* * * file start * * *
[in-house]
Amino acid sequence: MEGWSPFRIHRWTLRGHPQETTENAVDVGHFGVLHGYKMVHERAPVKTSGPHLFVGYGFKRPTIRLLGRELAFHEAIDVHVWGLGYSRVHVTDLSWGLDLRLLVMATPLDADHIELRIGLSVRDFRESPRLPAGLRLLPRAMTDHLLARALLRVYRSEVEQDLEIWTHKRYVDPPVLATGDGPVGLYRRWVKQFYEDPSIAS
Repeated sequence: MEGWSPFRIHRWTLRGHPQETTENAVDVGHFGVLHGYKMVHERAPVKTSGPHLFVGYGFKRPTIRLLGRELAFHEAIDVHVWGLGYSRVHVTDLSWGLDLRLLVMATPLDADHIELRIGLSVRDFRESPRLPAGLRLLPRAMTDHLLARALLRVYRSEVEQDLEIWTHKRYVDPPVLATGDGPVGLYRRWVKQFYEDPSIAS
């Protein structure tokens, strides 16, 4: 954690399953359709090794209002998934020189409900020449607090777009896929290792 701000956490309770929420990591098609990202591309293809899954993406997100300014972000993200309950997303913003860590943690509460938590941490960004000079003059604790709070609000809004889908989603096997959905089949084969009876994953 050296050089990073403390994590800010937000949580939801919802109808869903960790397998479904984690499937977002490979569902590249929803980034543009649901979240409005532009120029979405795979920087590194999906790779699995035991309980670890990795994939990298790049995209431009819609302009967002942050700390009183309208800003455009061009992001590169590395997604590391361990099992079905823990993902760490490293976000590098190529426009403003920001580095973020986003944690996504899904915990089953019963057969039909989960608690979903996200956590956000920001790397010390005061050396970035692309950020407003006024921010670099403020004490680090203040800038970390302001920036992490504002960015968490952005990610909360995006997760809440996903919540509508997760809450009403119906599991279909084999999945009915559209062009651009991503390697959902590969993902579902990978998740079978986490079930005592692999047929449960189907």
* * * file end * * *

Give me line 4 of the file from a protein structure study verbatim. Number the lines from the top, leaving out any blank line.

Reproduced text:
């Protein structure tokens, strides 16, 4: 954690399953359709090794209002998934020189409900020449607090777009896929290792 701000956490309770929420990591098609990202591309293809899954993406997100300014972000993200309950997303913003860590943690509460938590941490960004000079003059604790709070609000809004889908989603096997959905089949084969009876994953 050296050089990073403390994590800010937000949580939801919802109808869903960790397998479904984690499937977002490979569902590249929803980034543009649901979240409005532009120029979405795979920087590194999906790779699995035991309980670890990795994939990298790049995209431009819609302009967002942050700390009183309208800003455009061009992001590169590395997604590391361990099992079905823990993902760490490293976000590098190529426009403003920001580095973020986003944690996504899904915990089953019963057969039909989960608690979903996200956590956000920001790397010390005061050396970035692309950020407003006024921010670099403020004490680090203040800038970390302001920036992490504002960015968490952005990610909360995006997760809440996903919540509508997760809450009403119906599991279909084999999945009915559209062009651009991503390697959902590969993902579902990978998740079978986490079930005592692999047929449960189907």